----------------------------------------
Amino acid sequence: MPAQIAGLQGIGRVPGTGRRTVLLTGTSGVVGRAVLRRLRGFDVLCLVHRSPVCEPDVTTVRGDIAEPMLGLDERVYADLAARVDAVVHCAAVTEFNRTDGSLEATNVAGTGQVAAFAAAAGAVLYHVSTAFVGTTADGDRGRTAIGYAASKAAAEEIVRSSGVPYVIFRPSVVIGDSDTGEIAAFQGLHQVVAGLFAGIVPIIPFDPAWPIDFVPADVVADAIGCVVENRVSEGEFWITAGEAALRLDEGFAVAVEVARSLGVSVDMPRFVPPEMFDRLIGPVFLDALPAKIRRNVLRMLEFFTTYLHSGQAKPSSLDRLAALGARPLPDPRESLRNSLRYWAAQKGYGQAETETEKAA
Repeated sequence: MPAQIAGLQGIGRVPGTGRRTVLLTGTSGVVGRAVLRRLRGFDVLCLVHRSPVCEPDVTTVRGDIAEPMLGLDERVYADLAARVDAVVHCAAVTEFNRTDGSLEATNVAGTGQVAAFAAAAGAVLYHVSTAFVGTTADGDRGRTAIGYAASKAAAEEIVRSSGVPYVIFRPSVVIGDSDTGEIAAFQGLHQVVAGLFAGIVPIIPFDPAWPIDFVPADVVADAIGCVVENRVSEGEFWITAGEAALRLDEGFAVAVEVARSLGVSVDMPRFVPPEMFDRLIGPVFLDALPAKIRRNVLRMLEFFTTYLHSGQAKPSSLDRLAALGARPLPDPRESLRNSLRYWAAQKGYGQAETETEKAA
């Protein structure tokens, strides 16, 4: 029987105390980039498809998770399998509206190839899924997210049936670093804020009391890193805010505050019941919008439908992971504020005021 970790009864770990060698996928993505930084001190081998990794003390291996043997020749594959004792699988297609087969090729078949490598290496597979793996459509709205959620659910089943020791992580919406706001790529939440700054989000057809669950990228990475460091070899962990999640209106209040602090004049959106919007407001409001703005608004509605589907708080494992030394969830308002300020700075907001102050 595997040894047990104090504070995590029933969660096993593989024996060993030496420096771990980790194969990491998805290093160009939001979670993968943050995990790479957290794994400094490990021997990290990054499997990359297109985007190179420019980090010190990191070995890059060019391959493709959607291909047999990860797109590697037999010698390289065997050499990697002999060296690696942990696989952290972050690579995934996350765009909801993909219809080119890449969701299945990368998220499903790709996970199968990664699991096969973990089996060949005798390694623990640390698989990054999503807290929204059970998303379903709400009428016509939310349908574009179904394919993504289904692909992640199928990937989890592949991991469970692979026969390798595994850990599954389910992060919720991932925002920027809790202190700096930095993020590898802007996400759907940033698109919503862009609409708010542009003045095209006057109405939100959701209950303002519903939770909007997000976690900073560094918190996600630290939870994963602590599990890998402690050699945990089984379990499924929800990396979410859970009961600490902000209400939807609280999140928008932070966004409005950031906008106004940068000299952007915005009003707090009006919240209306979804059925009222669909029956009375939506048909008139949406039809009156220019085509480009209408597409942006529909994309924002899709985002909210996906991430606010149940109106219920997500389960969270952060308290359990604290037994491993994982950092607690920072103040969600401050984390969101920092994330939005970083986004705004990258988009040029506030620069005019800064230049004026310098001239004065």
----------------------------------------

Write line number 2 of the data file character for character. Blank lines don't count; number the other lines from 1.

Repeated sequence: MPAQIAGLQGIGRVPGTGRRTVLLTGTSGVVGRAVLRRLRGFDVLCLVHRSPVCEPDVTTVRGDIAEPMLGLDERVYADLAARVDAVVHCAAVTEFNRTDGSLEATNVAGTGQVAAFAAAAGAVLYHVSTAFVGTTADGDRGRTAIGYAASKAAAEEIVRSSGVPYVIFRPSVVIGDSDTGEIAAFQGLHQVVAGLFAGIVPIIPFDPAWPIDFVPADVVADAIGCVVENRVSEGEFWITAGEAALRLDEGFAVAVEVARSLGVSVDMPRFVPPEMFDRLIGPVFLDALPAKIRRNVLRMLEFFTTYLHSGQAKPSSLDRLAALGARPLPDPRESLRNSLRYWAAQKGYGQAETETEKAA